Accomplished French multi-instrumentalist Dary crossed paths with Mills during a collaborative project for Tony Allen. The two found a synergy in their playing and committed to pursuing a project together, which results in the six real-time improvisations you hear on this record. It’s staggering to think they were relying on their instincts and simply reacting to each other when you hear ‘The X Factor’ take flight in the midsection, as dramatic drops, pauses, surges of energy and moments of sheer beauty rise and fall.

It’s Dary’s playing that takes centre stage throughout Counter Active, gliding from instrument to instrument while building up opulent, Afrofuturist scenes one after the other. Of course Mills is still techno through and through, even when he drops a house beat, but in spirit Dary is also inherently techno in nature, even if his playing owes its tactile human nature to jazz, Afrobeat and soul. In the end, all the music is part of a continuum that circles back on itself.

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VARIOUS – TFGCX (Themes For Great Cities)

What seemed to begin as a furtive murmur from clued-in kids about a heavy-grooving hotspot in Northern Germany has grown into a loosely-defined genre with an international cast of artists trying to capture the magic. Salon Des Amateurs in Düsseldorf captured a mythical energy in its DJs and regulars which was addictively intoxicating to anyone who came across it. Now, thanks to flagship residents like Lena Wilikens and Vladimir Ivkovic (although with a respectful shout to Andrew Weatherall as an early pioneer), a particular kind of sound (slow, chugging trips mixing up minimal wave, disco and post punk) has lit a fire and there are scores who want to lose themselves in the smoke.

Themes For Great Cities is a label right at the heart of this phenomenon, although the incredible and highly sought after back catalogue isn’t a one-dimensional exercise in rote chuggers at all. To toast 10 years, six of the label’s most prized mystical mind-enhancers have been gathered together for a fresh airing. Wolf Müller’s ‘Dickicht’ is a perfect place to start, dealing in one of the springiest, freakiest beats the mightily talented Jan Schulte has ever turned his drums to. It’s far too sprightly to be considered a chugger, but the outsider attitude and insanely danceable dynamics of the track make it perfect party fuel for wayward souls.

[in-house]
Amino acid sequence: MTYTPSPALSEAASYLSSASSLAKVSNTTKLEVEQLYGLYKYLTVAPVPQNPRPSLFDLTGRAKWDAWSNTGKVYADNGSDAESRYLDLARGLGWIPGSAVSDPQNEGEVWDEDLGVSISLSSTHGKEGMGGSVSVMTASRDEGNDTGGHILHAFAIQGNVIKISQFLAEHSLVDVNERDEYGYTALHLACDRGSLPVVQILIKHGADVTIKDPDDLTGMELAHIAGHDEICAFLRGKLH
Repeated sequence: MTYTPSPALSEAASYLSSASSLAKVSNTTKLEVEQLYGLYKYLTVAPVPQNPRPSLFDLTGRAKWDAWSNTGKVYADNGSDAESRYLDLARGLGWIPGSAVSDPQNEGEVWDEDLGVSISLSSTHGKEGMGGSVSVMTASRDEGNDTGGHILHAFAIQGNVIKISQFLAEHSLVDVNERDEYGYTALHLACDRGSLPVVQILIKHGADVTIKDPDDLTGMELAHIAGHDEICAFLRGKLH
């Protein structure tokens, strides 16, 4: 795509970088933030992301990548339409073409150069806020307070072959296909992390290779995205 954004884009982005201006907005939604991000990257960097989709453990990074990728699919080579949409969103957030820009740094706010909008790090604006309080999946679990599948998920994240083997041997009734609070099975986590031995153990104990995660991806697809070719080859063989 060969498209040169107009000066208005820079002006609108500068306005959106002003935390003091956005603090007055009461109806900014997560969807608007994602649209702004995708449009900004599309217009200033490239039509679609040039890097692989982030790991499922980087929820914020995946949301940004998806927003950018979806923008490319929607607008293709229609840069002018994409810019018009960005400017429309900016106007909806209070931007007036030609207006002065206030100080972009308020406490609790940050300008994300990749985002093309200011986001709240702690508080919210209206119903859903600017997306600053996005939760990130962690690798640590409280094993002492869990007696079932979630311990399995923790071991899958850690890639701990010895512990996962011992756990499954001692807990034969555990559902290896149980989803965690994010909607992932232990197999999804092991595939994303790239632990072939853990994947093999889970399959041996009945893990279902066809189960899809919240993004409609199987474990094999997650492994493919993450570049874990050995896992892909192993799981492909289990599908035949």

Lucas Croon’s synth-pop B-side stylings on ‘Ascona’ make for an interesting contrast, not least when positioned next to the brooding drum mantra of Toulouse Low Trax’s ‘Rushing Into Water’. If it feels like we’re edging closer to chugging territory, it comes on full force with the slow and nasty synth-noir of Mekine U Teksi’s ‘Odyssee’. Even if the pace nudges back up a little on Neuzeitliche Bodenbeläge’s ‘Ich Verliebe Mich Nie’, the pitch perfect minimal wave posturing on the track keeps proceedings firmly in the pocket of nightwalking denizens locked into the death disco.

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ADI – Basic Moves 14 (Basic Moves)

Hailing from Bogota and with very little else to her name thus far, ADI is the kind of artist whose music makes you stop in your tracks to pay serious attention. It’s telling that Belgian label Basic Moves saw fit to carry her first serious release as an ambitious double 12” and bonus 7” release. There’s not an ounce of filler on here, and anyone with a shred of appreciation for dusty beat construction abstracted from the hip hop tradition will find themselves nodding in satisfaction from the get go.

It seems like ADI has found a signal chain that works for her, whether that be through the genuine grit of an MPC or a crafty in-the-box process, but there’s a distinct crunch to the beats from opener ‘Output’ to closer ‘Beginning’ that feels utterly timeless. But there’s no specific throwback touchstones guiding the compositions across this release – ‘Output’ is mainly defined by a bugged out lead line that wobbles like the melody was played on a broken pitch fader. Perhaps it actually was. The mood of the track, on a laid back but impactful broken beat tip, suits the weird slant of the synth, capturing dreamy, non-conformist energy and distilling it in style.

There’s an overall sense of restraint that also holds a lot of charm on Basic Moves 14, where a simple beat and looming bass will suffice. The melodic elements tend to be light and airy – slight chord drops in the middle distance, pads further out, and keeping the rhythm section up front. That also affords space for some playful elements to keep the mood bright, such as the excellent Fugees dice up on ‘Break It Down For You’. When things do get denser, as on the sublime broken house beatdown ‘Mad Love’, there’s still a light touch that stops things getting overcooked or tiring. It’s an album you come out the other side feeling refreshed and energised by, but without all that new age guff. A frankly stunning debut from an artist with an undeniable gift for speaking profoundly through her chosen tools.